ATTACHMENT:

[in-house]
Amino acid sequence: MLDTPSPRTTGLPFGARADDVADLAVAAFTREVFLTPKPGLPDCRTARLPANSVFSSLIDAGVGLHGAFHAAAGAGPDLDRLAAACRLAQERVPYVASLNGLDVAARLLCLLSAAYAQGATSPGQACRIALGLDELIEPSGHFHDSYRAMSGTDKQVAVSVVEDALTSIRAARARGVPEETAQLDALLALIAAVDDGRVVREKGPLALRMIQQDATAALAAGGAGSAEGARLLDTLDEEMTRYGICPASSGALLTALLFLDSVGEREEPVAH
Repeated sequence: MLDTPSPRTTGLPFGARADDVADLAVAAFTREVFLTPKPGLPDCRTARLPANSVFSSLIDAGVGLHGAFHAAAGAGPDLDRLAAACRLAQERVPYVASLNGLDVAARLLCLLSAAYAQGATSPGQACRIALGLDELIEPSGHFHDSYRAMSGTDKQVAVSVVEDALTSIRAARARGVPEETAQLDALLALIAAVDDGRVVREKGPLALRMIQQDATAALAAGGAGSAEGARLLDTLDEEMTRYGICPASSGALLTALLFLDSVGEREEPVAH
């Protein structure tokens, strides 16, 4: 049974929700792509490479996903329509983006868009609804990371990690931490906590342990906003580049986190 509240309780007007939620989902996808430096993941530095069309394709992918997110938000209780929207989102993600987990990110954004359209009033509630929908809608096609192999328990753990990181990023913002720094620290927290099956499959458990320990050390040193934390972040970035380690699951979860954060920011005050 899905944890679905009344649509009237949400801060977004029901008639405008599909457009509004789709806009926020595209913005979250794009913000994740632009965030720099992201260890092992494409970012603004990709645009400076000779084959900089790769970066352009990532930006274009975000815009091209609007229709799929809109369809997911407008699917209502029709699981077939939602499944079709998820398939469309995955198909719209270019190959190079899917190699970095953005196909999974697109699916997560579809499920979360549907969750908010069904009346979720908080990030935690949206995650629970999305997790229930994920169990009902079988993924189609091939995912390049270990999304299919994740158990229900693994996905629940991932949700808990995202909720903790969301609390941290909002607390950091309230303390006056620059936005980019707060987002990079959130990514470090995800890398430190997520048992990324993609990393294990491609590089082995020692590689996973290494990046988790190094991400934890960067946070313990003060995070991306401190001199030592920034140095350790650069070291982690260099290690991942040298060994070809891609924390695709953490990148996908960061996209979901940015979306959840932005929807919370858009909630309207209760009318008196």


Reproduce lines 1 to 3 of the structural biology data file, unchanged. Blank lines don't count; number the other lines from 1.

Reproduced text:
[in-house]
Amino acid sequence: MLDTPSPRTTGLPFGARADDVADLAVAAFTREVFLTPKPGLPDCRTARLPANSVFSSLIDAGVGLHGAFHAAAGAGPDLDRLAAACRLAQERVPYVASLNGLDVAARLLCLLSAAYAQGATSPGQACRIALGLDELIEPSGHFHDSYRAMSGTDKQVAVSVVEDALTSIRAARARGVPEETAQLDALLALIAAVDDGRVVREKGPLALRMIQQDATAALAAGGAGSAEGARLLDTLDEEMTRYGICPASSGALLTALLFLDSVGEREEPVAH
Repeated sequence: MLDTPSPRTTGLPFGARADDVADLAVAAFTREVFLTPKPGLPDCRTARLPANSVFSSLIDAGVGLHGAFHAAAGAGPDLDRLAAACRLAQERVPYVASLNGLDVAARLLCLLSAAYAQGATSPGQACRIALGLDELIEPSGHFHDSYRAMSGTDKQVAVSVVEDALTSIRAARARGVPEETAQLDALLALIAAVDDGRVVREKGPLALRMIQQDATAALAAGGAGSAEGARLLDTLDEEMTRYGICPASSGALLTALLFLDSVGEREEPVAH